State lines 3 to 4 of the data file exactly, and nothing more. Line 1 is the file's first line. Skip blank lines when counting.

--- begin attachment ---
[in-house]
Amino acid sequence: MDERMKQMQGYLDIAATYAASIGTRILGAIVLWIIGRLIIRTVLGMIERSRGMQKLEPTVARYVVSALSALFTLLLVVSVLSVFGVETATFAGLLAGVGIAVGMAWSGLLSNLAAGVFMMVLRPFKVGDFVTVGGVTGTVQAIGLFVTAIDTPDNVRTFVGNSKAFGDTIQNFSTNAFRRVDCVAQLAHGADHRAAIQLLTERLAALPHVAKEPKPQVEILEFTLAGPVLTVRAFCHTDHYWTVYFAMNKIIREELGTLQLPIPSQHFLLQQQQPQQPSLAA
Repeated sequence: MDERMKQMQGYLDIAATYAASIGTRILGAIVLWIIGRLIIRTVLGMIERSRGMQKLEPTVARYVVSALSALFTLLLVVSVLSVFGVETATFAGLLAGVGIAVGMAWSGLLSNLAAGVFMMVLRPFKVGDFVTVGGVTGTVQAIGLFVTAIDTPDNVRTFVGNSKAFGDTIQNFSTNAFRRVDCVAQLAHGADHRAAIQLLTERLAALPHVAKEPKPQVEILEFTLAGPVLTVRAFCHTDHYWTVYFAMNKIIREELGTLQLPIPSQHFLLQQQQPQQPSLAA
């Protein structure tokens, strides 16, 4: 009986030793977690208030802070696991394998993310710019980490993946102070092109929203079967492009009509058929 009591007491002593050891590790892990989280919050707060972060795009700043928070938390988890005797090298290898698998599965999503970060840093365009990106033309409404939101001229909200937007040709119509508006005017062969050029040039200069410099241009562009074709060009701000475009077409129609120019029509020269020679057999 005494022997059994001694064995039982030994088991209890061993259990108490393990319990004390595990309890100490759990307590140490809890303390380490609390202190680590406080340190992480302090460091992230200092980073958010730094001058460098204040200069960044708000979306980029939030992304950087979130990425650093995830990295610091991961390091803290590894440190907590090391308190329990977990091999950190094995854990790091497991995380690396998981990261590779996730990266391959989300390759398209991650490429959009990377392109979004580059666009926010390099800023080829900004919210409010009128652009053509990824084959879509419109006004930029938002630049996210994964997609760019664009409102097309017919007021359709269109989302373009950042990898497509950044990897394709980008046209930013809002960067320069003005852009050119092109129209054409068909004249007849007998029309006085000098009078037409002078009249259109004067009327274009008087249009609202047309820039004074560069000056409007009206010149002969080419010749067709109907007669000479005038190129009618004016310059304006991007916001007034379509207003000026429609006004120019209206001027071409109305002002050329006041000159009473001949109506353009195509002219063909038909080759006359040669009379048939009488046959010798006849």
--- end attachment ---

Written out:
Repeated sequence: MDERMKQMQGYLDIAATYAASIGTRILGAIVLWIIGRLIIRTVLGMIERSRGMQKLEPTVARYVVSALSALFTLLLVVSVLSVFGVETATFAGLLAGVGIAVGMAWSGLLSNLAAGVFMMVLRPFKVGDFVTVGGVTGTVQAIGLFVTAIDTPDNVRTFVGNSKAFGDTIQNFSTNAFRRVDCVAQLAHGADHRAAIQLLTERLAALPHVAKEPKPQVEILEFTLAGPVLTVRAFCHTDHYWTVYFAMNKIIREELGTLQLPIPSQHFLLQQQQPQQPSLAA
């Protein structure tokens, strides 16, 4: 009986030793977690208030802070696991394998993310710019980490993946102070092109929203079967492009009509058929 009591007491002593050891590790892990989280919050707060972060795009700043928070938390988890005797090298290898698998599965999503970060840093365009990106033309409404939101001229909200937007040709119509508006005017062969050029040039200069410099241009562009074709060009701000475009077409129609120019029509020269020679057999 005494022997059994001694064995039982030994088991209890061993259990108490393990319990004390595990309890100490759990307590140490809890303390380490609390202190680590406080340190992480302090460091992230200092980073958010730094001058460098204040200069960044708000979306980029939030992304950087979130990425650093995830990295610091991961390091803290590894440190907590090391308190329990977990091999950190094995854990790091497991995380690396998981990261590779996730990266391959989300390759398209991650490429959009990377392109979004580059666009926010390099800023080829900004919210409010009128652009053509990824084959879509419109006004930029938002630049996210994964997609760019664009409102097309017919007021359709269109989302373009950042990898497509950044990897394709980008046209930013809002960067320069003005852009050119092109129209054409068909004249007849007998029309006085000098009078037409002078009249259109004067009327274009008087249009609202047309820039004074560069000056409007009206010149002969080419010749067709109907007669000479005038190129009618004016310059304006991007916001007034379509207003000026429609006004120019209206001027071409109305002002050329006041000159009473001949109506353009195509002219063909038909080759006359040669009379048939009488046959010798006849």